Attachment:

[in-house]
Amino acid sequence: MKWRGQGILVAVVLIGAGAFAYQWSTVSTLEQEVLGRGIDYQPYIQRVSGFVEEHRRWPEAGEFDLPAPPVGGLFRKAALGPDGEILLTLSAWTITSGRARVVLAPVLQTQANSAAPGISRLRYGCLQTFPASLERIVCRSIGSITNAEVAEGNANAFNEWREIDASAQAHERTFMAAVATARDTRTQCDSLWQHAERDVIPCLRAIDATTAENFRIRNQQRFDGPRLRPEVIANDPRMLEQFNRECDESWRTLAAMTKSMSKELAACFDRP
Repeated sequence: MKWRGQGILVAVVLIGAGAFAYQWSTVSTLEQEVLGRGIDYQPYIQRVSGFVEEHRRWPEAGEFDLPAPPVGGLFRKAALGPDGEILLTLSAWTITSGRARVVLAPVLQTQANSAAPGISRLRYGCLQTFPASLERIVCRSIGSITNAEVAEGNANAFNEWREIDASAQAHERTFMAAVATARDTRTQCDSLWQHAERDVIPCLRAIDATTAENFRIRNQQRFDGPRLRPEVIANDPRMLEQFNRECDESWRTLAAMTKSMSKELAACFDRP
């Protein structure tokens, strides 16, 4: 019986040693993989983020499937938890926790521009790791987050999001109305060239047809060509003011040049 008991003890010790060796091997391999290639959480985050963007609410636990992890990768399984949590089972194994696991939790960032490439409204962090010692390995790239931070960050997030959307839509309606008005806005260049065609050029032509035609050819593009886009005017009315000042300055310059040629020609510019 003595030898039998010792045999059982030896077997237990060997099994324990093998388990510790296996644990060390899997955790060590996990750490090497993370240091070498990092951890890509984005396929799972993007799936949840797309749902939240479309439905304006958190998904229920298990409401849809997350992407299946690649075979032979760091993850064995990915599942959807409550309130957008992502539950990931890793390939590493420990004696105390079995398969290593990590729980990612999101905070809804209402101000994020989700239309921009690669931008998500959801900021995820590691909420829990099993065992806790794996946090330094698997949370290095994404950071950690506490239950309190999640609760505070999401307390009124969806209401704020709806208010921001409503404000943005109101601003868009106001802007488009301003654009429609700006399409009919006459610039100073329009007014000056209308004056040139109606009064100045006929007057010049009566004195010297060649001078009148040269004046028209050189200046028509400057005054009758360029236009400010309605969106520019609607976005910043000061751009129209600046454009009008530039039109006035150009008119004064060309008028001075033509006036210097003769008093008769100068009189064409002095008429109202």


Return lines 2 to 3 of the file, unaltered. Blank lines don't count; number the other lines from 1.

Amino acid sequence: MKWRGQGILVAVVLIGAGAFAYQWSTVSTLEQEVLGRGIDYQPYIQRVSGFVEEHRRWPEAGEFDLPAPPVGGLFRKAALGPDGEILLTLSAWTITSGRARVVLAPVLQTQANSAAPGISRLRYGCLQTFPASLERIVCRSIGSITNAEVAEGNANAFNEWREIDASAQAHERTFMAAVATARDTRTQCDSLWQHAERDVIPCLRAIDATTAENFRIRNQQRFDGPRLRPEVIANDPRMLEQFNRECDESWRTLAAMTKSMSKELAACFDRP
Repeated sequence: MKWRGQGILVAVVLIGAGAFAYQWSTVSTLEQEVLGRGIDYQPYIQRVSGFVEEHRRWPEAGEFDLPAPPVGGLFRKAALGPDGEILLTLSAWTITSGRARVVLAPVLQTQANSAAPGISRLRYGCLQTFPASLERIVCRSIGSITNAEVAEGNANAFNEWREIDASAQAHERTFMAAVATARDTRTQCDSLWQHAERDVIPCLRAIDATTAENFRIRNQQRFDGPRLRPEVIANDPRMLEQFNRECDESWRTLAAMTKSMSKELAACFDRP